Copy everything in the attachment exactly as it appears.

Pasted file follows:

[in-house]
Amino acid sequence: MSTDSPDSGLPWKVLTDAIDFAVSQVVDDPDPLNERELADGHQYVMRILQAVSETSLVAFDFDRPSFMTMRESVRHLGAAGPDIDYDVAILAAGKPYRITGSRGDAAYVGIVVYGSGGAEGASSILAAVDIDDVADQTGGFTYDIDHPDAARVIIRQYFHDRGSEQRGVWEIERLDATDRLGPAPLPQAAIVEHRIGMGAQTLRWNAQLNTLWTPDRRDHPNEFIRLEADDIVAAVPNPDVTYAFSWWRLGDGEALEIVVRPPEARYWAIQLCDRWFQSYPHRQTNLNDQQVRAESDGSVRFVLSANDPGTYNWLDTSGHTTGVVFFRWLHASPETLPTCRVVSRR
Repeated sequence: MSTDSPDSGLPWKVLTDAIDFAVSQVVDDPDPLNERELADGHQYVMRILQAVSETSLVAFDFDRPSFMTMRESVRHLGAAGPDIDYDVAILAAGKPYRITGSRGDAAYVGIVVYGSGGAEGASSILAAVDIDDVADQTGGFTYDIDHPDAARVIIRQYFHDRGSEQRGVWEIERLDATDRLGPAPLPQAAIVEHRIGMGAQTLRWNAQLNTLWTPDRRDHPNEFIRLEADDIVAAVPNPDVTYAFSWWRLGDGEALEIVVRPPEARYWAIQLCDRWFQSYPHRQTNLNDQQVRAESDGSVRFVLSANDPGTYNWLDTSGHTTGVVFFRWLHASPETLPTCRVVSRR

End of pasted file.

[in-house]
Amino acid sequence: MSTDSPDSGLPWKVLTDAIDFAVSQVVDDPDPLNERELADGHQYVMRILQAVSETSLVAFDFDRPSFMTMRESVRHLGAAGPDIDYDVAILAAGKPYRITGSRGDAAYVGIVVYGSGGAEGASSILAAVDIDDVADQTGGFTYDIDHPDAARVIIRQYFHDRGSEQRGVWEIERLDATDRLGPAPLPQAAIVEHRIGMGAQTLRWNAQLNTLWTPDRRDHPNEFIRLEADDIVAAVPNPDVTYAFSWWRLGDGEALEIVVRPPEARYWAIQLCDRWFQSYPHRQTNLNDQQVRAESDGSVRFVLSANDPGTYNWLDTSGHTTGVVFFRWLHASPETLPTCRVVSRR
Repeated sequence: MSTDSPDSGLPWKVLTDAIDFAVSQVVDDPDPLNERELADGHQYVMRILQAVSETSLVAFDFDRPSFMTMRESVRHLGAAGPDIDYDVAILAAGKPYRITGSRGDAAYVGIVVYGSGGAEGASSILAAVDIDDVADQTGGFTYDIDHPDAARVIIRQYFHDRGSEQRGVWEIERLDATDRLGPAPLPQAAIVEHRIGMGAQTLRWNAQLNTLWTPDRRDHPNEFIRLEADDIVAAVPNPDVTYAFSWWRLGDGEALEIVVRPPEARYWAIQLCDRWFQSYPHRQTNLNDQQVRAESDGSVRFVLSANDPGTYNWLDTSGHTTGVVFFRWLHASPETLPTCRVVSRR